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  17. Quite correct about the "teen size" assessment for your Edwardian wedding dress! Our little museum is hunting out teen mannequins in order to display a recently discovered box of similar summer frocks. I'll be laundering them in Orvus, hoping their ribbon lace proves as sturdy as yours. And unless another box of corsets, combinations and petticoats surfaces, I'll also be stitching up some slips. These old cottons are indeed "Eqyptian linen" sheer!

    Poor Stephen, on the wrong side of a door and no one to hear his howls. My Great White Floofmeister occasionally turns up missing -- on the 3rd shelf of the linen closet. When he was just a puff of fluff, he once 'disappeared' into a kitchen drawer of tea towels.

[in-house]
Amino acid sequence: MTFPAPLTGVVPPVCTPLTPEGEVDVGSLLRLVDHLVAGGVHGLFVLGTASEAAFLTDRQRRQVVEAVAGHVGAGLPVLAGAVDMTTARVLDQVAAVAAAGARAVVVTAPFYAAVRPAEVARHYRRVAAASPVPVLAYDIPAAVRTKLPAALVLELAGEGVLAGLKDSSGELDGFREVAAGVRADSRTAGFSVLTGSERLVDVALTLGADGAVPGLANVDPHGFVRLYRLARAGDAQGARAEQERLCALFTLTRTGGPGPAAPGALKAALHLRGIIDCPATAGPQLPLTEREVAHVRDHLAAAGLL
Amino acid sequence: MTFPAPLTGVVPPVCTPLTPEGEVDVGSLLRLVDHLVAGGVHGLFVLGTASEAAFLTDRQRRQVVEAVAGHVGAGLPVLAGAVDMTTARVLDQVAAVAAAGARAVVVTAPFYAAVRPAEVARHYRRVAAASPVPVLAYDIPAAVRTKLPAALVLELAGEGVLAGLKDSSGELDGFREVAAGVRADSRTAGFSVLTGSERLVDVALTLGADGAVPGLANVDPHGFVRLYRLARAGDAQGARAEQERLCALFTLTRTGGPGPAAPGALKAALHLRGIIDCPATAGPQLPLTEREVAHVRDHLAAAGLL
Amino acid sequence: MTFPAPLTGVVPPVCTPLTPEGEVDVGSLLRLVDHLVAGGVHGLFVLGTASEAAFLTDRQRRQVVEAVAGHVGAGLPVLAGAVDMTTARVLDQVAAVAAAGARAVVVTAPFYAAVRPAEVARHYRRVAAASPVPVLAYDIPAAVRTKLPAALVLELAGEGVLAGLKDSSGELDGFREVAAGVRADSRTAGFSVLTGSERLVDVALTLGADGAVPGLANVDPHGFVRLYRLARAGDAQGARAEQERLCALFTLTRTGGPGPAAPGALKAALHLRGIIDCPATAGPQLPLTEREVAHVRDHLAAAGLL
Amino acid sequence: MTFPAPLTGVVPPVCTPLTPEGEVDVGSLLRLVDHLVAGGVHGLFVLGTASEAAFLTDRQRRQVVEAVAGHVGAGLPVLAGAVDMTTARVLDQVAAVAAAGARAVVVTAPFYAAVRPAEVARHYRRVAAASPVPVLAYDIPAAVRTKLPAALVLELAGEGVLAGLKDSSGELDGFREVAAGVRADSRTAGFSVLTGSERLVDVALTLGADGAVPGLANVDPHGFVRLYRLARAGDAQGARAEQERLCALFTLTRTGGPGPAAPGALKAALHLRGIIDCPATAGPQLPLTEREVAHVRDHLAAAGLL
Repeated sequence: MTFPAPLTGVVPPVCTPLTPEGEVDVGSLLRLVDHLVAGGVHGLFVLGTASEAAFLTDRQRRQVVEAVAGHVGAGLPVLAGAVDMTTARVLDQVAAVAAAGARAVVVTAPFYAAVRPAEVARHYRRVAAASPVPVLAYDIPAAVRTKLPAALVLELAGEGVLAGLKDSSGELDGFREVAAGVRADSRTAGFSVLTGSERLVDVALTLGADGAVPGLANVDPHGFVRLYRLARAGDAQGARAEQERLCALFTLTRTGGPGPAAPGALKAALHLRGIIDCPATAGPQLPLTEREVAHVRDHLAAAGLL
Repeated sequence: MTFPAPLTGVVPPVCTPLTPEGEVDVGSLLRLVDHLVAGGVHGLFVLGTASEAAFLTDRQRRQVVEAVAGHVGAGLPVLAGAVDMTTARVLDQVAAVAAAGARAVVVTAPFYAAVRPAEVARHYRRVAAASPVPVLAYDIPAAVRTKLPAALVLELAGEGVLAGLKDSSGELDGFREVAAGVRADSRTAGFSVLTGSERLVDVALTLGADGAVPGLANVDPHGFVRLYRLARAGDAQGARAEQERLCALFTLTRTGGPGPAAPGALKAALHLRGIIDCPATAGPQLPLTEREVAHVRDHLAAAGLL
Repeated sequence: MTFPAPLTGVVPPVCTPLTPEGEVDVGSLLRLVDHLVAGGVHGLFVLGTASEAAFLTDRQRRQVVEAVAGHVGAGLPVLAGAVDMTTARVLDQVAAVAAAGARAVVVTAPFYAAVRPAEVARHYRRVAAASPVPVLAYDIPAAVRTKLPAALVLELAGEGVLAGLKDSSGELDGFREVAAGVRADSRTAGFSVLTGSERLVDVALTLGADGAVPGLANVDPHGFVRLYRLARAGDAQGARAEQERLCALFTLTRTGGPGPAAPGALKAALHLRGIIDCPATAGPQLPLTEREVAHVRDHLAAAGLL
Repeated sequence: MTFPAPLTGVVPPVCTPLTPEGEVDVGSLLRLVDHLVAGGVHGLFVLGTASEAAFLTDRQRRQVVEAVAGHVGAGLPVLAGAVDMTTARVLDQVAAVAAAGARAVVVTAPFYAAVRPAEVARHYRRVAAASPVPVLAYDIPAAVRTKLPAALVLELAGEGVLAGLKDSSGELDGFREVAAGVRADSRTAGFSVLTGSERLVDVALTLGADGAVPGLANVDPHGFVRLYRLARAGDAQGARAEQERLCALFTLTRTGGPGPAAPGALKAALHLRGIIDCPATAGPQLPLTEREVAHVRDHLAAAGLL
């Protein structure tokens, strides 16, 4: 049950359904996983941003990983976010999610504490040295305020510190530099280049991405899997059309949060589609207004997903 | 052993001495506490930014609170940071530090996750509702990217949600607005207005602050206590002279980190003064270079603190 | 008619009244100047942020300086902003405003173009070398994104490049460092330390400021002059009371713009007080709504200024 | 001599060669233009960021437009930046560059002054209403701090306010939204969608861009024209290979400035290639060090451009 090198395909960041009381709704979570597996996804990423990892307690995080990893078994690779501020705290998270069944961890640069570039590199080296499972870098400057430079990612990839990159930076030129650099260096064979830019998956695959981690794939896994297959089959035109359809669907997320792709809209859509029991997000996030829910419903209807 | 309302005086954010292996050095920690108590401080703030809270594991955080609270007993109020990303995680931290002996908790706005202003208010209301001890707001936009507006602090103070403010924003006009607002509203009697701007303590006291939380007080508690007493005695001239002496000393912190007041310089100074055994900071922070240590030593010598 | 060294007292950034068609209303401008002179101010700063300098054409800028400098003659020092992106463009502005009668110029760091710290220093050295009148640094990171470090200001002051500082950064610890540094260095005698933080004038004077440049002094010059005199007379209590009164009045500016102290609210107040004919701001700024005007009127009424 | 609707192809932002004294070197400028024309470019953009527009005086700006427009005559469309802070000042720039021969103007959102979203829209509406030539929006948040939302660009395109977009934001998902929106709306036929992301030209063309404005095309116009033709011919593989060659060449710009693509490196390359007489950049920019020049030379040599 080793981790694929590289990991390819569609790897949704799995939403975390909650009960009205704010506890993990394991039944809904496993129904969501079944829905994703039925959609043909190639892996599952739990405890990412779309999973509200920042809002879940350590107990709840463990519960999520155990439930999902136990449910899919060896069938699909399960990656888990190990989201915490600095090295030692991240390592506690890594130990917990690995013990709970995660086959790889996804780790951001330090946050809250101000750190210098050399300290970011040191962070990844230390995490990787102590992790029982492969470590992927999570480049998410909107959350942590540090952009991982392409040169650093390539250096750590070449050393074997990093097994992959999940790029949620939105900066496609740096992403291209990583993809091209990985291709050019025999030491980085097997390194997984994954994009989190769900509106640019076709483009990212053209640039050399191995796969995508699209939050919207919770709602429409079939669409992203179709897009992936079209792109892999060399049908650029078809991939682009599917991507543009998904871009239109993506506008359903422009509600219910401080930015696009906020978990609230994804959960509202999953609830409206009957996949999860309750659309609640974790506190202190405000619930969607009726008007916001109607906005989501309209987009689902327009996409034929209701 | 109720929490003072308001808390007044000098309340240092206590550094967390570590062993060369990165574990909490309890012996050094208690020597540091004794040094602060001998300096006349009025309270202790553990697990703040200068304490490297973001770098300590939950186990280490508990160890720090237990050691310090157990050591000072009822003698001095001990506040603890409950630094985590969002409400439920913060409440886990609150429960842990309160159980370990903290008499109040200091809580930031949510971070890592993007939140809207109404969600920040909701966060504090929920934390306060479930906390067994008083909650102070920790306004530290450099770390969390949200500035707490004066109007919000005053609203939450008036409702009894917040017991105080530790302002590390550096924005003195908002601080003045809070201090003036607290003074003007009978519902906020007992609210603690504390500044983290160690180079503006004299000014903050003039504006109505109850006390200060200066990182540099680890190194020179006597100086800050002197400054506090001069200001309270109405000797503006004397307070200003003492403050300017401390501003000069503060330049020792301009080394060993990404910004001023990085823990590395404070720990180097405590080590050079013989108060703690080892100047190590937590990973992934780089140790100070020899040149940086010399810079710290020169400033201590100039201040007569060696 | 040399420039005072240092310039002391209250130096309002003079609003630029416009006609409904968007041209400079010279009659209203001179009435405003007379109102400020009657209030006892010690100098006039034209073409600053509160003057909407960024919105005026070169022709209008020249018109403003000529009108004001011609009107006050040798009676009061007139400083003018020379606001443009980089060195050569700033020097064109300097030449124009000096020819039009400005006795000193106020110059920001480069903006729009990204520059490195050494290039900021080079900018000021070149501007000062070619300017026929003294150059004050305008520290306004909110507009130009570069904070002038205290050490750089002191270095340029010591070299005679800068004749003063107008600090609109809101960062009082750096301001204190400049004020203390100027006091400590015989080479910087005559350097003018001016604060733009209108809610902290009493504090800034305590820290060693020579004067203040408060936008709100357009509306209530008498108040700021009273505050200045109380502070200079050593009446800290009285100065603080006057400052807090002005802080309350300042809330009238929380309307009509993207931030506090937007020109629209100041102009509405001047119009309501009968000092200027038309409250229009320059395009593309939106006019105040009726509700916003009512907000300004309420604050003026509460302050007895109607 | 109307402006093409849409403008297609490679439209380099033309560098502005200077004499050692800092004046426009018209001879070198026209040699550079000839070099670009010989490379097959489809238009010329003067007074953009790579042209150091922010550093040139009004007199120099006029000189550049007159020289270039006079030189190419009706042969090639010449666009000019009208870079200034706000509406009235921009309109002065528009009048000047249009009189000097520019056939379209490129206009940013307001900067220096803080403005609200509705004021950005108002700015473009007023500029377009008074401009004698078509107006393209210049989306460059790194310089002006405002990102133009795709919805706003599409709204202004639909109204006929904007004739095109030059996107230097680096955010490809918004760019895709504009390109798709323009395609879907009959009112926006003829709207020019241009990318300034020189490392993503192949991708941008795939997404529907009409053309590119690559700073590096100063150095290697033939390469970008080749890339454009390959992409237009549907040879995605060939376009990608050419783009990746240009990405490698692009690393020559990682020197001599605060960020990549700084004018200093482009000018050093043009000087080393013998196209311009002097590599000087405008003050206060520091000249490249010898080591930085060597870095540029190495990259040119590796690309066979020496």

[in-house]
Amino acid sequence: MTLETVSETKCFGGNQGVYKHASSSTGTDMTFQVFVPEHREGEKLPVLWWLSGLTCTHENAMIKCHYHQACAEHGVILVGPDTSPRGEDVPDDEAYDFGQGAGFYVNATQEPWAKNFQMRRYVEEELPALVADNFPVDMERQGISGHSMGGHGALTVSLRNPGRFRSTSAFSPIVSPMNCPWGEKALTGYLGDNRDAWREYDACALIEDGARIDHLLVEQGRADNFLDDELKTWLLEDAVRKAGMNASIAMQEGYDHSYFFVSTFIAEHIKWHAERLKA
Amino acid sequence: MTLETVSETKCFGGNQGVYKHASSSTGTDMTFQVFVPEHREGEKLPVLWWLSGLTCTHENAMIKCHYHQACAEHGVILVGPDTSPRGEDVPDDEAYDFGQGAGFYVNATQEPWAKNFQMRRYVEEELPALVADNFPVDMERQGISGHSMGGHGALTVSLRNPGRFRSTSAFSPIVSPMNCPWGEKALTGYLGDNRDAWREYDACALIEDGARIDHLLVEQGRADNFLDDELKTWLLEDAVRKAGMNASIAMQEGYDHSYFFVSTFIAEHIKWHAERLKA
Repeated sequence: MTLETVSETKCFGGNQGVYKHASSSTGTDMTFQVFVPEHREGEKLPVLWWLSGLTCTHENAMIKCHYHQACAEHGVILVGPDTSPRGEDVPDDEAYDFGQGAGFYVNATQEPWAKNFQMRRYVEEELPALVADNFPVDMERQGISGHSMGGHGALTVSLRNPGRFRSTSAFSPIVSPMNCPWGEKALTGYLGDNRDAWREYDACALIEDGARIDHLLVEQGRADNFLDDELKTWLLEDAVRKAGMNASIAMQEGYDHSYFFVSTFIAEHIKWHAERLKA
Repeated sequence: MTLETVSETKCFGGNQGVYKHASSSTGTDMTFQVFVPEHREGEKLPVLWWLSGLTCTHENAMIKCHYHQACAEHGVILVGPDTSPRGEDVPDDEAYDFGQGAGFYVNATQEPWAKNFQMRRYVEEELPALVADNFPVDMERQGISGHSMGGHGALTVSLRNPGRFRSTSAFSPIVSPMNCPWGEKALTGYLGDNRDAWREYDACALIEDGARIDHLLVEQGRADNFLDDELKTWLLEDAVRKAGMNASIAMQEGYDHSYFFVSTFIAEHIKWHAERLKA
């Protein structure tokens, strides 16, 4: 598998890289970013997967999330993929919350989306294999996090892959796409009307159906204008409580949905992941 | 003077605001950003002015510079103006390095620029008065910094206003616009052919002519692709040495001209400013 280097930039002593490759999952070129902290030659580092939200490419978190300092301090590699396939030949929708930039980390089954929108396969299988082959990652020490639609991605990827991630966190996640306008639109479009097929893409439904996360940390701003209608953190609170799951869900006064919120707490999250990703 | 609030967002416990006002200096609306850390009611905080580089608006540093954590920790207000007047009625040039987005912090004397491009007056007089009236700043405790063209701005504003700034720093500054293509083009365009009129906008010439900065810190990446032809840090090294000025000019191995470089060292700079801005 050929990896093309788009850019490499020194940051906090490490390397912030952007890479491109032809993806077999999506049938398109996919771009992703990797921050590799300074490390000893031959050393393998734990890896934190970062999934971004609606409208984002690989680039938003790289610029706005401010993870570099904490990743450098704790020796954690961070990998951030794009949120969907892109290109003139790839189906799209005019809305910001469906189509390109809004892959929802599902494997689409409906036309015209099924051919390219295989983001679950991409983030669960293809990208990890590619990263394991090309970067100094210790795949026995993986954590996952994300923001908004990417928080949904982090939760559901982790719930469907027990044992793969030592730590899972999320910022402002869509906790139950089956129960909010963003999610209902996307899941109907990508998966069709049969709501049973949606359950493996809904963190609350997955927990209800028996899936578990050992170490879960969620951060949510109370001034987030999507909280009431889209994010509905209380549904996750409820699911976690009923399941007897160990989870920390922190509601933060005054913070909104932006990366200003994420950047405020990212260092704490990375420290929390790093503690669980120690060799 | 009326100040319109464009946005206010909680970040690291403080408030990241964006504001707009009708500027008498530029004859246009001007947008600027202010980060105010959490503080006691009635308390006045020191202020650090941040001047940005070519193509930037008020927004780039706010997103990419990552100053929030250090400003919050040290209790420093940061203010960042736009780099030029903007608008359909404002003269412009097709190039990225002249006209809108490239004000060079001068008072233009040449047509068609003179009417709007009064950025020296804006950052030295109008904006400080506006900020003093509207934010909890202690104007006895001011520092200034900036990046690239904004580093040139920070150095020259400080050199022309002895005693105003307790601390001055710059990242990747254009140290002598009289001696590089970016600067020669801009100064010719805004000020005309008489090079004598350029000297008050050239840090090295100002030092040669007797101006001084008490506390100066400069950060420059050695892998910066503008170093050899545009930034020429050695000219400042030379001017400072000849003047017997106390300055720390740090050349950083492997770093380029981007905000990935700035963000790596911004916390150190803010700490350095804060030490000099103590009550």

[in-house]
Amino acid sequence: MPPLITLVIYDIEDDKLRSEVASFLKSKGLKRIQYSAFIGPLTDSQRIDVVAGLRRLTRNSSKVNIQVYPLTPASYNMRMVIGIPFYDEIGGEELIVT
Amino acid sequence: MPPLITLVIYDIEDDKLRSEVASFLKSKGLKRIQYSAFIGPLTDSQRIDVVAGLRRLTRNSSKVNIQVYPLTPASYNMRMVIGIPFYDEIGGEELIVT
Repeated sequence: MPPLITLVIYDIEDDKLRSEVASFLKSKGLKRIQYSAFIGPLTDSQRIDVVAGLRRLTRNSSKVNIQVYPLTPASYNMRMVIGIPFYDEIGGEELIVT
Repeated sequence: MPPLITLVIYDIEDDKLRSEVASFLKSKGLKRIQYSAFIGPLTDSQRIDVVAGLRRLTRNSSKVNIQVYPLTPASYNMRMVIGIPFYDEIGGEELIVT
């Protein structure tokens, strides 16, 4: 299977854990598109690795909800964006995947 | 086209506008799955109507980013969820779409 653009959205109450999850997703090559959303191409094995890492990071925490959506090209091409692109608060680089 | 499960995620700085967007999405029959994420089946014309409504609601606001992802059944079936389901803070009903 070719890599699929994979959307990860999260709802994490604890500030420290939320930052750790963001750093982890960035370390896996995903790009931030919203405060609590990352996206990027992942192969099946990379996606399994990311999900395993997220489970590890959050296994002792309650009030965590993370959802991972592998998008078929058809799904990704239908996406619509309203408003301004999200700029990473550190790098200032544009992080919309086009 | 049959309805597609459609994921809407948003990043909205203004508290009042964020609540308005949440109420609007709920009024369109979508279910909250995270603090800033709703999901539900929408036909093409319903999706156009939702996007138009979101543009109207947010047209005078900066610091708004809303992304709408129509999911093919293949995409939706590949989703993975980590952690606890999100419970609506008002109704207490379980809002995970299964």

Good for Jon, rescuing Stephen before he settled into an old cat's deaf-as-stone nap!


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    1. Some of tose antique pieces are so tiny it must be a real headache to try and display them to their best advantage. I hope the ribbon lace survives the laundering, I fear that Alice's wedding dress won't outlive me, it's really starting to wear out now despite it being in the same box & tissue paper since 1908!
      Your Floofmeister sounds as troublesome as Stephen. If there's a door he has to get behind it! xxx

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  18. Absolutely fabulous photos of you wearing this wedding dress!, it doesn't cease to amaze me that this kind of pieces are still wearable!, they're really works of art!